Whimsical is a full-featured visual collaboration workspace that enables users to create many types of diagrams, including flowcharts, wireframes, projects and mind maps. But its mind mapping tool deserves special attention, because it recently added OpenAI integration.
This new capability makes it easy to add AI input to your mind maps. And it has a capability I’ve never seen before in AI-enhanced mind maps.
Here’s how it works:
First, you build out a mind map as you normally would, with an array of topics and subtopics. Whimsical’s simple, intuitive interface makes this process easy and fun.
When you need input from OpenAI, you simply write a prompt in a map topic and click on a “generate ideas” button in the context-sensitive floating toolbar that appears above it.
Whimsical parses its reply into a series of map subtopics, one per idea.
Simple and quick – easier than visiting the ChatGPT website or using one of a growing number of paid AI tools to write prompts, get ideas and then copy and paste them into your mind map.
Test driving Whimsical’s AI mind mapping tool
I experimented with Whimsical’s mind map AI engine by giving it this prompt:
“How can I teach people the value of mind maps?”
It returned 5 answers, all fairly thoughtful. I wanted more ideas. So I made sure my prompt was still selected and I clicked the “generate ideas” button again. OpenAI immediately added another 5 ideas to my mind map, below the existing ones.
Follow-up prompts are supported
One of the most effective ways to use OpenAI and tools based on it is to give it follow-up prompts – adding specific parameters to it or asking it to give you better or more nuanced answers. This isn’t a capability I’ve seen in AI-enhanced mind maps before, so I thought I’d give it a try.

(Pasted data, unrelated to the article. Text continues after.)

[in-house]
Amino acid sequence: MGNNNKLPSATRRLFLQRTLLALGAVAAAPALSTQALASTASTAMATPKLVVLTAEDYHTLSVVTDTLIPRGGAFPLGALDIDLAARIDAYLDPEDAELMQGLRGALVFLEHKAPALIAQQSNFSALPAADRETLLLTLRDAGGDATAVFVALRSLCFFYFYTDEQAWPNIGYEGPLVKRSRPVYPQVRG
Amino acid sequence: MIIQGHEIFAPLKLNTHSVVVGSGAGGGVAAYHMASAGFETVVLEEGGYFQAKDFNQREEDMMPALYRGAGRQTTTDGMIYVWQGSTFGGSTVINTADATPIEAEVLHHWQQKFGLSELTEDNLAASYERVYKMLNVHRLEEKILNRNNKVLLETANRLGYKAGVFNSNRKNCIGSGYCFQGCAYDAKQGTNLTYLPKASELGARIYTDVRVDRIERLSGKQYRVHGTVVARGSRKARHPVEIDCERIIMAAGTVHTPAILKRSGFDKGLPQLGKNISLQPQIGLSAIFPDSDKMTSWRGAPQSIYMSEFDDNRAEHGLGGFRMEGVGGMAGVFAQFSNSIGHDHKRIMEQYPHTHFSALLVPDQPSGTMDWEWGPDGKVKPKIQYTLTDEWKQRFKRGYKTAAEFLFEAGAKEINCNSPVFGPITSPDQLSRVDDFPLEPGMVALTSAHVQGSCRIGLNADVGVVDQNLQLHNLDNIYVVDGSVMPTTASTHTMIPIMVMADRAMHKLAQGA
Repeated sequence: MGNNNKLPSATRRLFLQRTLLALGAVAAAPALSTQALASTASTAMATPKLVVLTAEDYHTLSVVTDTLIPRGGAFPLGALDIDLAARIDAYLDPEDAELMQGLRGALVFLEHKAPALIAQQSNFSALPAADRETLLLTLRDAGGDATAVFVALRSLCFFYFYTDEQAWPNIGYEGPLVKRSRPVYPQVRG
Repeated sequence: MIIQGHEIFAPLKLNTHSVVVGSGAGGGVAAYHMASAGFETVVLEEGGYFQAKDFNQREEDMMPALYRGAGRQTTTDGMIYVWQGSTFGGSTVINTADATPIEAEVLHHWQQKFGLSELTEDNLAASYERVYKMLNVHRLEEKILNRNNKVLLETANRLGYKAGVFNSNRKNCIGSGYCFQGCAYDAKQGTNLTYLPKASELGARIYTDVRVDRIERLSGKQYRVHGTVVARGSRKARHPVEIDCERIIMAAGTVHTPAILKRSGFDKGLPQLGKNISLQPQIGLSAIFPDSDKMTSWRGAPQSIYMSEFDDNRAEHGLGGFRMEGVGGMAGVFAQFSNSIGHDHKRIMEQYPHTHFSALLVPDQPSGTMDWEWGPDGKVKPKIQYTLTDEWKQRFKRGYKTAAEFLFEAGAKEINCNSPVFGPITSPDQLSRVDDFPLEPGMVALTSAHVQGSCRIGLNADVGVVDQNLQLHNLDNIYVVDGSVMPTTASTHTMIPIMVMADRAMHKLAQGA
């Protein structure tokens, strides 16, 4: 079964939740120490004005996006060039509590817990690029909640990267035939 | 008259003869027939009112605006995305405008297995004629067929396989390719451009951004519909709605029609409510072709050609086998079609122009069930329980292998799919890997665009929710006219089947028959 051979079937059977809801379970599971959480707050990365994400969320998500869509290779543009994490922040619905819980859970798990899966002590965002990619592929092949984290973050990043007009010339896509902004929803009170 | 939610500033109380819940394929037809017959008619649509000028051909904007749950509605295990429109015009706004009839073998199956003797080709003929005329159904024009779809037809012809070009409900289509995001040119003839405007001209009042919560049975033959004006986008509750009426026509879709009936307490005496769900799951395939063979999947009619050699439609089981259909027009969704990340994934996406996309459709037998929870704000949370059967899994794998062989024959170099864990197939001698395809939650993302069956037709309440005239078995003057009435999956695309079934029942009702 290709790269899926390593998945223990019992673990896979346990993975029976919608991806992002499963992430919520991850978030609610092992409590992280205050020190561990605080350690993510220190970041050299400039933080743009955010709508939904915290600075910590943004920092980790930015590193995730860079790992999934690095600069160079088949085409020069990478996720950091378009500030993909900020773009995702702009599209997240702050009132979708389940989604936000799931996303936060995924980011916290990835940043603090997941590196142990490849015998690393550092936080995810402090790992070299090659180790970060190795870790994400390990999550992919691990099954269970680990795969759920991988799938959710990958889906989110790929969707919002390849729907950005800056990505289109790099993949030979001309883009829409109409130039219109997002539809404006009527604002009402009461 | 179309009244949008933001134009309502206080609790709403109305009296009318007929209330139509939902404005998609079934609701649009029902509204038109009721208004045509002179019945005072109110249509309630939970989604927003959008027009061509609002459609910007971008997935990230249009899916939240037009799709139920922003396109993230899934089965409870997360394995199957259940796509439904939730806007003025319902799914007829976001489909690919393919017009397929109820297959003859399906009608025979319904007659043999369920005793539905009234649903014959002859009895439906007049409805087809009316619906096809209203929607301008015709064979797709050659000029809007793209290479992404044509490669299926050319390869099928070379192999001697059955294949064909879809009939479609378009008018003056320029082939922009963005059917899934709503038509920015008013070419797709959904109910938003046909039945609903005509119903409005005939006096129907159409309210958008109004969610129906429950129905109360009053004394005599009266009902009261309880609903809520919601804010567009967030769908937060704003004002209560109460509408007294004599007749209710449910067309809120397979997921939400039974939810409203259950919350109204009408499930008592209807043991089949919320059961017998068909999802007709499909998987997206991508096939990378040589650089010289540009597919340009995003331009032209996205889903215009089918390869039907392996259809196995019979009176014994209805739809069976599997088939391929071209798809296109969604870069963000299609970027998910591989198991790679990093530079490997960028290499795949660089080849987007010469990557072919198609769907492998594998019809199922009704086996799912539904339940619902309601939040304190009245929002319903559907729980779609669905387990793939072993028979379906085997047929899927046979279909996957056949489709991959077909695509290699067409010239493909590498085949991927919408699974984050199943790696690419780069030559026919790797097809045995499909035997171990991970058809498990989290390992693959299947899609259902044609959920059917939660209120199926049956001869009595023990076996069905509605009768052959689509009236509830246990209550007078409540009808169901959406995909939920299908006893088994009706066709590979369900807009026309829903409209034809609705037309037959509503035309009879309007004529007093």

I first asked Whimsical’s AI tool how I can teach people the value of mind maps. So I created a new subtopic below the answers that it gave me and entered this follow-up prompt:
“Give me more answers. But assume that the people I want to teach are the leaders of non-profit organizations.”
I was intentionally vague in the way I worded it. I didn’t mention the concepts of teaching or mind mapping. In order to answer this prompt accurately, OpenAI would need to refer my first query, which I conducted 12 hours later.
To my amazement, it did an excellent job answering my new prompt, still focused on mind map training but now drilling down into the ways in which I could train non-profit leaders on their us4. Very cool!
One final experiment
With ChatGPT and other AI writing tools, you can formulate prompts that specify a specific number of answers – for example, “Give me 10 answers for X” or “Suggest 20 ideas to improve Y.” I wanted to see if Whimsical’s AI tool could do the same. So I gave it a prompt that was aligned with my earlier queries about mind map training for the leaders of non-profit organizations:
“What are 10 things that non-profit leaders need help with, where mind mapping could help them?”
Once again, it returned only 5 answers. Why? I suspect that it’s a built-in throttling of the tool to limit the number of answers it can request from OpenAI. It may also be designed this way so you don’t bury your mind map in large quantities of AI-generated results.
Enhancing AI-generated topics
Whimsical treats AI-generated topics the same as those that were “organically” generated. You can add subtopics to them, outlining your reaction to specific ideas or riffing off of them with your own ideas. You can also enhance them with:
- Topic colors
- Topic shapes
- Attached files
These embellishments enable you to visually classify the answers the AI engine added to your mind maps. For example, you could color the topics green to represent ideas you plan to take action on. Unfortunately, Whimsical’s icon collection doesn’t contain letters or numbers (so I can rate ideas 1/2/3 or A/B/C). But that’s a minor complaint.
I’m pleased with what I’ve seen so far. I predict this tool will only get better as Whimsical moves its AI integration to ChatGPT4, just launched last week.
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